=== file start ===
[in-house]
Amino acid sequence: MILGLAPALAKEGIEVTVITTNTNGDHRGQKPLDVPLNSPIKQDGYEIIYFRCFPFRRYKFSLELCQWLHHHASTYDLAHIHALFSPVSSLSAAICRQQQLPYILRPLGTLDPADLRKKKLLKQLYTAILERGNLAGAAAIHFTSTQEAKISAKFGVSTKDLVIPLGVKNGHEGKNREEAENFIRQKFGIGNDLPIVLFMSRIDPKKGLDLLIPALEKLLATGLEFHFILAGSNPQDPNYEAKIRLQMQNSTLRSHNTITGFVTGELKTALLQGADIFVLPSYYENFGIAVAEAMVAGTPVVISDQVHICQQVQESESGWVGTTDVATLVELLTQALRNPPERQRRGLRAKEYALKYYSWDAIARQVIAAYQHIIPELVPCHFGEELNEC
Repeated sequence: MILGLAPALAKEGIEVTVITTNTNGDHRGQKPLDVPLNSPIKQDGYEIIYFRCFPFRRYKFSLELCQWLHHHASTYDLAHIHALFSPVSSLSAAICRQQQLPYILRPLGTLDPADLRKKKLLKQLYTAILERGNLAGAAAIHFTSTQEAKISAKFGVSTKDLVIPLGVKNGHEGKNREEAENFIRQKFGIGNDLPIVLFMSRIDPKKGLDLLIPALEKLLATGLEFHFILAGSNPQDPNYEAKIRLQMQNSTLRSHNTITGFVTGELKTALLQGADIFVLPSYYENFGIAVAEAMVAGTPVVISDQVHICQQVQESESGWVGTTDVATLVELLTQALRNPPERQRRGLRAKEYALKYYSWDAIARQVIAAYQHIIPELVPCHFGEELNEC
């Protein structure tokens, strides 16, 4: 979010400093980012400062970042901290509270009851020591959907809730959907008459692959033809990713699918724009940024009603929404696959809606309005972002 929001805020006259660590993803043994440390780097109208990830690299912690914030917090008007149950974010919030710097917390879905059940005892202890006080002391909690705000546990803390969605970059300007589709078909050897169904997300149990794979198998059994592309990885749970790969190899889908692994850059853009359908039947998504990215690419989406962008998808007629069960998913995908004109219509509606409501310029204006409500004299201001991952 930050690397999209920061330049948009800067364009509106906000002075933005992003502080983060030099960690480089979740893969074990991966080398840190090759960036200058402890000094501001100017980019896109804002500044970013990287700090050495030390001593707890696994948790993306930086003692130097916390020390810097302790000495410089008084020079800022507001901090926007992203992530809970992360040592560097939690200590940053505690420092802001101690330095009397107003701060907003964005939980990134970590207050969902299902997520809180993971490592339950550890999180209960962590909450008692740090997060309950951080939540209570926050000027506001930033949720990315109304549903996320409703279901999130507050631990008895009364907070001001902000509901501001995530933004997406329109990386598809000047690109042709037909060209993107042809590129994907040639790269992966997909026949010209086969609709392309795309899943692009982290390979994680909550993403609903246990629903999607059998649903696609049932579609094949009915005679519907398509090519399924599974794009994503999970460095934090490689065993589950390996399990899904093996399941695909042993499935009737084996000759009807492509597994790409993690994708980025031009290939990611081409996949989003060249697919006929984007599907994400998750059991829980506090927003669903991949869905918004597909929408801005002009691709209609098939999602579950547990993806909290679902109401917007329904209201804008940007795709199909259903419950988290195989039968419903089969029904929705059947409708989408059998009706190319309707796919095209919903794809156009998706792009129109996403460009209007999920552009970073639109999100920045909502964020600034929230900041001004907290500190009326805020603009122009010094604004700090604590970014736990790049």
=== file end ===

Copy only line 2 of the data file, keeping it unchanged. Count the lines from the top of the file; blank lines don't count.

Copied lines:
Amino acid sequence: MILGLAPALAKEGIEVTVITTNTNGDHRGQKPLDVPLNSPIKQDGYEIIYFRCFPFRRYKFSLELCQWLHHHASTYDLAHIHALFSPVSSLSAAICRQQQLPYILRPLGTLDPADLRKKKLLKQLYTAILERGNLAGAAAIHFTSTQEAKISAKFGVSTKDLVIPLGVKNGHEGKNREEAENFIRQKFGIGNDLPIVLFMSRIDPKKGLDLLIPALEKLLATGLEFHFILAGSNPQDPNYEAKIRLQMQNSTLRSHNTITGFVTGELKTALLQGADIFVLPSYYENFGIAVAEAMVAGTPVVISDQVHICQQVQESESGWVGTTDVATLVELLTQALRNPPERQRRGLRAKEYALKYYSWDAIARQVIAAYQHIIPELVPCHFGEELNEC